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What the newspapers say: August 13, 2008

de A.C.     HotNews.ro
Miercuri, 13 august 2008, 8:03 English | Press Review

Newspapers on Wednesday read about the unfolding war between Georgia and Russia over South Ossetia and Abkhazia: Romanian authorities decided to send humanitarian aid to Georgian civilians while another newspaper describes, exclusively, the situation in the Georgian Poti port after Russians bombed the area. Elsewhere in the news, Bucharest Mayor Sorin Oprescu is on leave but his closest counselor is in charge with the institution's money.

Cotidianul reads that Romanian authorities decided to send humanitarian help for Georgian civilians and sustain NATO and EU's efforts of finding a solution for the crisis by sending Romanian experts.

Romania's humanitarian aid will comprise of pills and sanitary products, in accordance with what Georgian officials requested. Romania's President Traian Basescu expressed his preoccupation with the safety of the region and underlined that Russian needs to respect Georgia's territorial integrity.

Evenimentul Zilei, according to journalists, the only newspaper to enter the Georgian Poti port describes the aftermath after Russians bombed the area. Poti is not only an important military objective but also an important one for Georgia's economy.

Police forces and military personnel secure the area, limiting all access in the area. However, the newspaper informs that they were allowed to take shots of the area and describe the situation. Police chief Dmitri Sarulidze declared that they did whatever they could to hide the consequences of the bombings.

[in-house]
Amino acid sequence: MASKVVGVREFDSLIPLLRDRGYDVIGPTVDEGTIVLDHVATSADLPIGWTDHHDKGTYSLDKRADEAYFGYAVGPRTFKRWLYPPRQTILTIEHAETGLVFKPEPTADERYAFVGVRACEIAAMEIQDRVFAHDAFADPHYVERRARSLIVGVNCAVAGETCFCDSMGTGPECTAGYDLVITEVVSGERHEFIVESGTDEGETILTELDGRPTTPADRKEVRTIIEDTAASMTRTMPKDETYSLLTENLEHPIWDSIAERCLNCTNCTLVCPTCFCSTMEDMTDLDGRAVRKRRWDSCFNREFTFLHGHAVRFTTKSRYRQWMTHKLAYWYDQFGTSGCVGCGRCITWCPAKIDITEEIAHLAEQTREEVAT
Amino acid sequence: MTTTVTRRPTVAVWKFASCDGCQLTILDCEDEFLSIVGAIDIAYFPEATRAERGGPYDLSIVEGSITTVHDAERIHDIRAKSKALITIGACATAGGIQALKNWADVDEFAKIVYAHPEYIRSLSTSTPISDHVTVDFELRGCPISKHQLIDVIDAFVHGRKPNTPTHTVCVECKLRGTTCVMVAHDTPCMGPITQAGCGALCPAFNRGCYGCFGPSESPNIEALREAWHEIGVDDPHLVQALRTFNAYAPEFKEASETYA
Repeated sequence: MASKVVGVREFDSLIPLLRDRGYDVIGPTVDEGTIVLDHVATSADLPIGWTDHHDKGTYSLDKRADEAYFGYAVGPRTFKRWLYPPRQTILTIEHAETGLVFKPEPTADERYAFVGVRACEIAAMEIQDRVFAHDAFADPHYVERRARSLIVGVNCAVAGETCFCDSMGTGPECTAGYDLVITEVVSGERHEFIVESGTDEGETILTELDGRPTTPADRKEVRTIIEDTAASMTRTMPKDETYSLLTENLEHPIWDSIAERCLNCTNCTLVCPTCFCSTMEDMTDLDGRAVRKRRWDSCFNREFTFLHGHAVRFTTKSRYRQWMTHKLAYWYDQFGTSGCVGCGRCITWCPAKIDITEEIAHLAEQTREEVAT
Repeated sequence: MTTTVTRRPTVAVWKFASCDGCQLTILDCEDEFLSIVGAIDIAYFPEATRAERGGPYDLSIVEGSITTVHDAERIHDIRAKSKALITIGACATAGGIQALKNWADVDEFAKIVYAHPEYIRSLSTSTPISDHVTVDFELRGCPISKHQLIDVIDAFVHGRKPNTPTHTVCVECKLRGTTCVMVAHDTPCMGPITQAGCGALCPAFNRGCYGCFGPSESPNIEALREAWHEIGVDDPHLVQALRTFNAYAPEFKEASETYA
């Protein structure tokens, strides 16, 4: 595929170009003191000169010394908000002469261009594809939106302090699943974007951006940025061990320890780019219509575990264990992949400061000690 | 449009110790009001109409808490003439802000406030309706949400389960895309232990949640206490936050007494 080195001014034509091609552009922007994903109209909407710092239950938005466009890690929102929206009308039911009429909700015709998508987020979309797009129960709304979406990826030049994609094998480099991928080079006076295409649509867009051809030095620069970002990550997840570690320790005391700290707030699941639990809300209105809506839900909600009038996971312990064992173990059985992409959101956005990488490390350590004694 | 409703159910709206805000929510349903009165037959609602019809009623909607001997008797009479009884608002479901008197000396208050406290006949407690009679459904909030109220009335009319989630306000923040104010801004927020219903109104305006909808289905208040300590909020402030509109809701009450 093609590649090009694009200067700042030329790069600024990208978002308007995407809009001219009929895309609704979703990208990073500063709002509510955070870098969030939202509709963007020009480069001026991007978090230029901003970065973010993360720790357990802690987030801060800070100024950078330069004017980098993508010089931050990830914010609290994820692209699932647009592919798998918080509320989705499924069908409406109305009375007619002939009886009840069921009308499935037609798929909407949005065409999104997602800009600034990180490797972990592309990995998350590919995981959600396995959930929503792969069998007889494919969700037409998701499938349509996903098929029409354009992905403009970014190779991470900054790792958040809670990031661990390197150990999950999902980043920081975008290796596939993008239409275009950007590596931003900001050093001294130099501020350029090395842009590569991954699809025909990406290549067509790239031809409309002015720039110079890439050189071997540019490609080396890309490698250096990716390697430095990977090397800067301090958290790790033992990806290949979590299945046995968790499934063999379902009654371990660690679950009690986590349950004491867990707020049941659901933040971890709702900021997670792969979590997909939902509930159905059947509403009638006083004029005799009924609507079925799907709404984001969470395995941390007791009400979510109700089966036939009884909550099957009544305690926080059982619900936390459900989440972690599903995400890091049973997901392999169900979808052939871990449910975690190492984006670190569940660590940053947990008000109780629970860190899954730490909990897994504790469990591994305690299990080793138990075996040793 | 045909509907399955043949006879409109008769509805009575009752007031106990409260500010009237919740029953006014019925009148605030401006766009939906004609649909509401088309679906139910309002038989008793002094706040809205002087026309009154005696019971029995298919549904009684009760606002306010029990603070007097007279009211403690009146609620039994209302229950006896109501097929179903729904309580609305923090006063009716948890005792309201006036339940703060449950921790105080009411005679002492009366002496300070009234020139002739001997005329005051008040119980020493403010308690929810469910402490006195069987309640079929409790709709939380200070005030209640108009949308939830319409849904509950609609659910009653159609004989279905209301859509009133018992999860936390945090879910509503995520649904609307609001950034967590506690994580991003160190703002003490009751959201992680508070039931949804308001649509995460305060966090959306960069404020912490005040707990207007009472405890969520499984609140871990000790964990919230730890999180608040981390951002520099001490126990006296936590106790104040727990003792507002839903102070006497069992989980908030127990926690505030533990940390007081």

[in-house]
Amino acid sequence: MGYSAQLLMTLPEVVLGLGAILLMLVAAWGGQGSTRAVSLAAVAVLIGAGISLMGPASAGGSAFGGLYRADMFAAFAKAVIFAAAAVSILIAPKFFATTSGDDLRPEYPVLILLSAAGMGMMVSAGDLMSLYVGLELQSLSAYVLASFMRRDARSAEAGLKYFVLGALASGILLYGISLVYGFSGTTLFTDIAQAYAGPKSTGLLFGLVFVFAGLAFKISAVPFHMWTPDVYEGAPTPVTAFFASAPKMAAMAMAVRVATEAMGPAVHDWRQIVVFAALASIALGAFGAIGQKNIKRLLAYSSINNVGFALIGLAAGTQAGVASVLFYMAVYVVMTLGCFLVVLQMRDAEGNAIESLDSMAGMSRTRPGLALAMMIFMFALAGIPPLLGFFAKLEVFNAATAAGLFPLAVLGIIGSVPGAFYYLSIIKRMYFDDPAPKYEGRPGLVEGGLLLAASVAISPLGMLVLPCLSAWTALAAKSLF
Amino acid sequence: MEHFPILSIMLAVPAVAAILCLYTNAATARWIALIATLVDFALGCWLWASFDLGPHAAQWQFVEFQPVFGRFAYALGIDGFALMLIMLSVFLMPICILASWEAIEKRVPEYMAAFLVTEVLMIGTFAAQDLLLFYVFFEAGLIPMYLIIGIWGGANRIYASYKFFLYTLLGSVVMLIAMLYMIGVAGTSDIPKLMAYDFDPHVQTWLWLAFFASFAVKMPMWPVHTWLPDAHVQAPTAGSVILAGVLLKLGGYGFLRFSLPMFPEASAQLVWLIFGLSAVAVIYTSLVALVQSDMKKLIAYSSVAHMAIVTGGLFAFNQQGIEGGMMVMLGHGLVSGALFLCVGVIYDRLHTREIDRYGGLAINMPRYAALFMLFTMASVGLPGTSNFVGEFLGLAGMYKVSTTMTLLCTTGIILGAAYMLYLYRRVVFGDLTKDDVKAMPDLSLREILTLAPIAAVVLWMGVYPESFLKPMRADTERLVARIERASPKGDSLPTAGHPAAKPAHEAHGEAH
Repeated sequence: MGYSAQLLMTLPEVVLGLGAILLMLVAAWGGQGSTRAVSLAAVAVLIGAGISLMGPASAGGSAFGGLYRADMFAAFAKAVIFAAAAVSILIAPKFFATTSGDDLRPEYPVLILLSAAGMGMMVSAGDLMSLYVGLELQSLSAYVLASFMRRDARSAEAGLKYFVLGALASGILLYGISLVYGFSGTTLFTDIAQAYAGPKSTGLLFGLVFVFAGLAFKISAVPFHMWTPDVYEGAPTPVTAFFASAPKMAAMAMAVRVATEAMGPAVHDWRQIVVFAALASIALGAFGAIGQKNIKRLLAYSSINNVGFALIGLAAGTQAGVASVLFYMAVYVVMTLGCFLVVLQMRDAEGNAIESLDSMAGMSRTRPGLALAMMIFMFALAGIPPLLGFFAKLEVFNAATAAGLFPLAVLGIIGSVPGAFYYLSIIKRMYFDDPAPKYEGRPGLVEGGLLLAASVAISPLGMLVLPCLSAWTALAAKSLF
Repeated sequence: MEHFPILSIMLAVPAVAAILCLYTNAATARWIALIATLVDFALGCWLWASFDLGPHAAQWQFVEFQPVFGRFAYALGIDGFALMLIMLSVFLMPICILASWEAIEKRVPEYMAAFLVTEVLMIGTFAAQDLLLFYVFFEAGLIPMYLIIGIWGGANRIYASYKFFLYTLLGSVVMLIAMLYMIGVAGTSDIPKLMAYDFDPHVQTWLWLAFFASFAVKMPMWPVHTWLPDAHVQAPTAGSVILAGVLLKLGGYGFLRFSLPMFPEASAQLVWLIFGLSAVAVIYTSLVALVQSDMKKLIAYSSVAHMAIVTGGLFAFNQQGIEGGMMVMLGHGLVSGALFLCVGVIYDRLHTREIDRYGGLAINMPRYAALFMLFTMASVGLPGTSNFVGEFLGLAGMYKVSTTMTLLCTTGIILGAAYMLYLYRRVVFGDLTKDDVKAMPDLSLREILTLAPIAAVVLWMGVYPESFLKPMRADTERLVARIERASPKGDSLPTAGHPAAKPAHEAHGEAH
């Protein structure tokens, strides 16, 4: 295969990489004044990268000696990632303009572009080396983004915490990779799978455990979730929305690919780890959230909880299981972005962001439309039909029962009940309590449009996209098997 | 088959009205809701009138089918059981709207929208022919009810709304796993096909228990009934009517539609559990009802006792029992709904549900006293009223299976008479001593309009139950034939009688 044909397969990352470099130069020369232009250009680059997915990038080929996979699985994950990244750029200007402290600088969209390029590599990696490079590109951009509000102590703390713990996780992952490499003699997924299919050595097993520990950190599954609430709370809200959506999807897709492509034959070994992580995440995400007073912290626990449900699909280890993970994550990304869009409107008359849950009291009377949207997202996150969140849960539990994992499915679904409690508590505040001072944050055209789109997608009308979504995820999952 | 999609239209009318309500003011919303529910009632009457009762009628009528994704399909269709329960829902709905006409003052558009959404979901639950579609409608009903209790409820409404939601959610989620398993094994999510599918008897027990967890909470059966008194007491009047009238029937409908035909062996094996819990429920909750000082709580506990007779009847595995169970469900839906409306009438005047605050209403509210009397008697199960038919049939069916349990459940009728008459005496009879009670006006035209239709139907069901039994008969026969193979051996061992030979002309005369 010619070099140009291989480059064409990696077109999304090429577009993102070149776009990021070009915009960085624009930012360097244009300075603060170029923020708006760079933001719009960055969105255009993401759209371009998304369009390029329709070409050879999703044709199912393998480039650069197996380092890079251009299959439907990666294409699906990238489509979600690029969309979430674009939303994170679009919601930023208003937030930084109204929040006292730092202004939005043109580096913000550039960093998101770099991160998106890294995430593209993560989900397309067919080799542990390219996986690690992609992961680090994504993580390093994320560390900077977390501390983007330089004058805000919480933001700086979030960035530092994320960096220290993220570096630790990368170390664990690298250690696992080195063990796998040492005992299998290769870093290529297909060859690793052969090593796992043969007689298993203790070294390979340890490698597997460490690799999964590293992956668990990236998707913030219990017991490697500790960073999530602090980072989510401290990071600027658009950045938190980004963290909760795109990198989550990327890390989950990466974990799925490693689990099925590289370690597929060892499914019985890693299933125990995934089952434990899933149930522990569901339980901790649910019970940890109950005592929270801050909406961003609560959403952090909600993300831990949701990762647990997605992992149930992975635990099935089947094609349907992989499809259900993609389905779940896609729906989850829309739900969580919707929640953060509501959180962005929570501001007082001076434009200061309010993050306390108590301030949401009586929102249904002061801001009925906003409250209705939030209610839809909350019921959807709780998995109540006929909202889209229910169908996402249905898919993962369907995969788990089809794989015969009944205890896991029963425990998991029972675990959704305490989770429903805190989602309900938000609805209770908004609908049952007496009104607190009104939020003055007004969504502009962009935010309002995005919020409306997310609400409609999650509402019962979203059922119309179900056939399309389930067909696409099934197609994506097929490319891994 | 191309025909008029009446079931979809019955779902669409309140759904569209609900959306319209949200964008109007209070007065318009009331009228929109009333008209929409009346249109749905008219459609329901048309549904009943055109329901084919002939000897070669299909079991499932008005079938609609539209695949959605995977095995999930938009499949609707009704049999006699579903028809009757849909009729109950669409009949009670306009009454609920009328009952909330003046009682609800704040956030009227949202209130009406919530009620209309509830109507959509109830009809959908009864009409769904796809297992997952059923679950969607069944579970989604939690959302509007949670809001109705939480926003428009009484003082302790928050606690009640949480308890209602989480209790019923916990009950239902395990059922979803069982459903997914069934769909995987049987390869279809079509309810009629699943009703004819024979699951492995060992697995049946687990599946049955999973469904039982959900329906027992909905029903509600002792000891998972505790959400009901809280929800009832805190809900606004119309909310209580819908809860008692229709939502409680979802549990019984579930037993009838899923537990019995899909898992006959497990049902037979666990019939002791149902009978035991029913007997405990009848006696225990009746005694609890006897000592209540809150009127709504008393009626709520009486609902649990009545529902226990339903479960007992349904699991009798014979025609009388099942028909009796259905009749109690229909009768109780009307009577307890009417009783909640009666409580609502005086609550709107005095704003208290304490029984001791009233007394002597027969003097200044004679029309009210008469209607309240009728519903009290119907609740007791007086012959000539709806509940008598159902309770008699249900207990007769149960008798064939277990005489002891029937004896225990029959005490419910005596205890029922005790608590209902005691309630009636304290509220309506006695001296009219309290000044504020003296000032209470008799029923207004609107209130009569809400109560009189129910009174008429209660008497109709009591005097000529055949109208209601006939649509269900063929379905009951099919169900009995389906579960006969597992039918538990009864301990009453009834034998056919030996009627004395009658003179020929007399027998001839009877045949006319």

Nonetheless, deserted buildings, shattered cars, spread blood over the concrete - are all a lively testimony that there's a war going on between Georgia and Russia. People are gathered on the streets and stay up until about 4 or 5 am.

Locals declare that not even now, when atrocities unfold in front of them, did their attitude towards the Russians changed. On the contrary, there are many people who declared that political controversies aside, they respect and love the Russian people. Their anger triggers mostly those residing in South Ossetia.

Turning to domestic issues, Bucharest Mayor Sorin Oprescu is on leave for six days and instead of leaving the deputy mayor Razvan Murgeanu in charge with everything, he entitled his closest counselor, Mircea Octavian Constantinescu, Gandul reads.

The newspaper informs that Constantinescu is investigated in a file on money laundering. Apparently, Constantinescu, while economic director at District 3 city hall approved, together with the mayor at the time, Eugen Plesca some payments for a school located in District 2. The law rules clearly that the District 2 City Hall should have handled this.

Nonetheless, the two are investigated for money laundering. Constantinescu declared that he is not under investigation, as he was never informed nor called as a witness in the case. 
























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